How improvement cycles will help your web project

Michael Gabrian

by Michael Gabrian on 05/04/2017

What happens when you build something amazing but fail to maintain it? Well, a few things could happen: it will probably become obsolete or dated pretty quickly, maybe it will run itself down, or maybe in a few months it just won't be so amazing anymore.

The same idea applies to traditional web design. You redesign your site to make it "look better" rather than letting it grow with your users and you automatically give your site a lifespan of about 2 years before you need to invest another 30-40K in a new one.

Let's talk about continuous improvement cycles and why they might be a necessity in web design.

"Without continual growth and progress, such words as improvement, achievement, and success have no meaning."

- Benjamin Franklin

Think of these improvement cycles with the 5 why's technique in mind. After a release, what went well? Why? What went wrong? Why? If you continually break something down with "why's", you'll begin to understand the real problem and know how to really improve your site.

That real, underlying problem is where to begin improving for the next release. Why haven't you hit your goal yet and how can we move in the right direction?


Generally, there are 4 major steps involved in each release.

  • Learn - analyze user behavior and enjoy the little wins your site has achieved so far
  • Execute - after we've seen how visitors interact with your site, we can design, build, and release new features and updates for further optimization
  • Inform - let all parts of your business know of the info we're finding and progress we're making
  • Iterate - the improvement phase should go on continuously as long as your company grows

This process allows for ongoing, smart, and seamless improvements to your site. When following this general process, there are priorities that we need to keep in mind. Think of it like a checklist that provides a guide for where you should be focusing. When followed, it will provide the strongest outcomes.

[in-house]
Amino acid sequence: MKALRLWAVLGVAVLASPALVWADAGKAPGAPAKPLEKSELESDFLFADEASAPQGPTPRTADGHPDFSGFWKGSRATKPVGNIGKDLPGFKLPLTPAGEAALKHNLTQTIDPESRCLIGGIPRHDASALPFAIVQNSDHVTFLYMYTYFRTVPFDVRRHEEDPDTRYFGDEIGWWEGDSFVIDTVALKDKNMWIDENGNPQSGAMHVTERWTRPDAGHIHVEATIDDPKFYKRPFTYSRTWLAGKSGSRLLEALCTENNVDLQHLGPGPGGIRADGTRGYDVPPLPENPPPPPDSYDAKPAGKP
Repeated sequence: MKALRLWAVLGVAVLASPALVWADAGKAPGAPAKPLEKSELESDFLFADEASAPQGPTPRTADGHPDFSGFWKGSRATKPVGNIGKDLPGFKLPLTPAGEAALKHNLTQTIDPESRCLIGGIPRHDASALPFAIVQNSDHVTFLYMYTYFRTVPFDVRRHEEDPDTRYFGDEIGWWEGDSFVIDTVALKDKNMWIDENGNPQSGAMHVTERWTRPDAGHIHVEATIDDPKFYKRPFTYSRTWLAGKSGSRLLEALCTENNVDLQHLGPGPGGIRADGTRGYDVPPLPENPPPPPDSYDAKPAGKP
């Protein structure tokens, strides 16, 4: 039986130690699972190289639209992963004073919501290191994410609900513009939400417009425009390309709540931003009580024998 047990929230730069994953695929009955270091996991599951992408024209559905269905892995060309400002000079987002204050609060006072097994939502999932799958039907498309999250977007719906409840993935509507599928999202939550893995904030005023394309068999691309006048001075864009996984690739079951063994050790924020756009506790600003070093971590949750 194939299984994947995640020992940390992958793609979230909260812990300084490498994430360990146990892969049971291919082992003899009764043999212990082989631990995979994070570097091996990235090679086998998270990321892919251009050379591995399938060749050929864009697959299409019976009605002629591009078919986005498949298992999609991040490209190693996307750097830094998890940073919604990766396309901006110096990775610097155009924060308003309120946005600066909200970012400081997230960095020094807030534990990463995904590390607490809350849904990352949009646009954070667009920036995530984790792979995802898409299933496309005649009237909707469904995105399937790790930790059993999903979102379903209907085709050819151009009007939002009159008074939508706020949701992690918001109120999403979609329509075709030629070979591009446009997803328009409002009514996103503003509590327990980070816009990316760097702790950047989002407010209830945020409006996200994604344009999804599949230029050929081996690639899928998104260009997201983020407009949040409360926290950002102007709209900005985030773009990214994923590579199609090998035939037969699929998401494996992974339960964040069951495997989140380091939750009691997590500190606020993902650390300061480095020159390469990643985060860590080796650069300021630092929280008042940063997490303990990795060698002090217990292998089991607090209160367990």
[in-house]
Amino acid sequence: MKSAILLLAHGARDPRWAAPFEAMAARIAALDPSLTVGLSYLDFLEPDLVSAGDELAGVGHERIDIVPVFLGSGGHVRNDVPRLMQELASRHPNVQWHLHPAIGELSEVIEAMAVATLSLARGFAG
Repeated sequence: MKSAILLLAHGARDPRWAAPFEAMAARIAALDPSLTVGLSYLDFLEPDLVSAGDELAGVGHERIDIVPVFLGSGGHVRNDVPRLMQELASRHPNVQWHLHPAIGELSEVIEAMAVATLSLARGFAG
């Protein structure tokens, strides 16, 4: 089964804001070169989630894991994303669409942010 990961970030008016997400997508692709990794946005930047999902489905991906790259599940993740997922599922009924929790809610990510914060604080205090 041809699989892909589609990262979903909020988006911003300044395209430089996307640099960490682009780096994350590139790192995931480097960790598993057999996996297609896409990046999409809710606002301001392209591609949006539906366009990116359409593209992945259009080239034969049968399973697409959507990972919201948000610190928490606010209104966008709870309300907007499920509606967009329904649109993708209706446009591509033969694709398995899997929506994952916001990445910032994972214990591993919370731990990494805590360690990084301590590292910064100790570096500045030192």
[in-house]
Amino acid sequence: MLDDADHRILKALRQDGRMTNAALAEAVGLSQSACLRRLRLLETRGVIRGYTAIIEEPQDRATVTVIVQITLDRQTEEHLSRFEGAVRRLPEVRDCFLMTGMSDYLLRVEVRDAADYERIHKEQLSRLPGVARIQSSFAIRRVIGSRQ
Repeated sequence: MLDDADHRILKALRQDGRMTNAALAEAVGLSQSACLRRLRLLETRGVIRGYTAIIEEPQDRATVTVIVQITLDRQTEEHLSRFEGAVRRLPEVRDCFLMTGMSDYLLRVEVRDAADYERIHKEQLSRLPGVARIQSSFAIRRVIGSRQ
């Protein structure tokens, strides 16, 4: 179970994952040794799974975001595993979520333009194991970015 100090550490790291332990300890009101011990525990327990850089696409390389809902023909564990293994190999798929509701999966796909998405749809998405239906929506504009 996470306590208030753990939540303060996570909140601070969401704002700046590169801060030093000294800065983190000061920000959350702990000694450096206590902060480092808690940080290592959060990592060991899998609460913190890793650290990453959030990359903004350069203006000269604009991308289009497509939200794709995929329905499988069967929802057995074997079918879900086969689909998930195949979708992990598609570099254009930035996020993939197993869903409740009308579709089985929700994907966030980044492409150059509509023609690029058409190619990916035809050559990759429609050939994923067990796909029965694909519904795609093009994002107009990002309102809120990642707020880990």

Priority levels

Once the first version of your site is released, there is an overwhelming amount of next steps that make sense to move on to. Do we start with keyword research? Do we begin building landing pages? What about blogging? Where do we start?

It's crucial to have a process after your release. You can't create successful landing pages if you don't have the traffic coming in, and you can't start thinking about the next features you want to add to your site without knowing how successful the ones you have now are performing and why.

We follow a strict checklist of items to follow so that the team always moves in the right direction. Through doing this, our expectations become clear and we'll know exactly how each stage needs to be tracked. Let's briefly run through each phase.


The first thing to focus on is getting at least 3,000 new visitors a month. Have you thought about who you're targeting? How are you targeting your ideal audience. 

Helpful content

Once you've hit the target number of visitors per month, it's best to begin creating some content for the middle/bottom of your funnel. The idea is to create great content offers that your visitors will find helpful and useful.


Now that you have the quality traffic, it's time to optimize your user interface/user experience. You'll want to refine your usability and accessibility.

Conversion path

Are your visitors following the appropriate path? Are they interacting with your site? How can we shorten or optimize the conversion path and call to actions?

Returning visitors

Do your visitors come to your site once and never return? How many visitors do come back? What are someways we can increase the number of repeat visitors?

Dynamic content

How can we take your content to the next level? I mean really personalize it for your returning visitors.

Additional features

What other services, integrations, or features can we add to the site to even better serve your visitors?

Inspiring referrals

What will it take to convince your customers to spread the word about your services and maximize referrals?

To conclude

By creating a continuous improvement process, you create a way for your site to adapt to your visitors as they learn and grow. You won't remain stagnant for 2 years and drop another massive sum on money when it comes time for another redesign. You'll grow with your audience. 

If you want a more detailed idea of this process, click the button below for our FREE growth driven design ebook.

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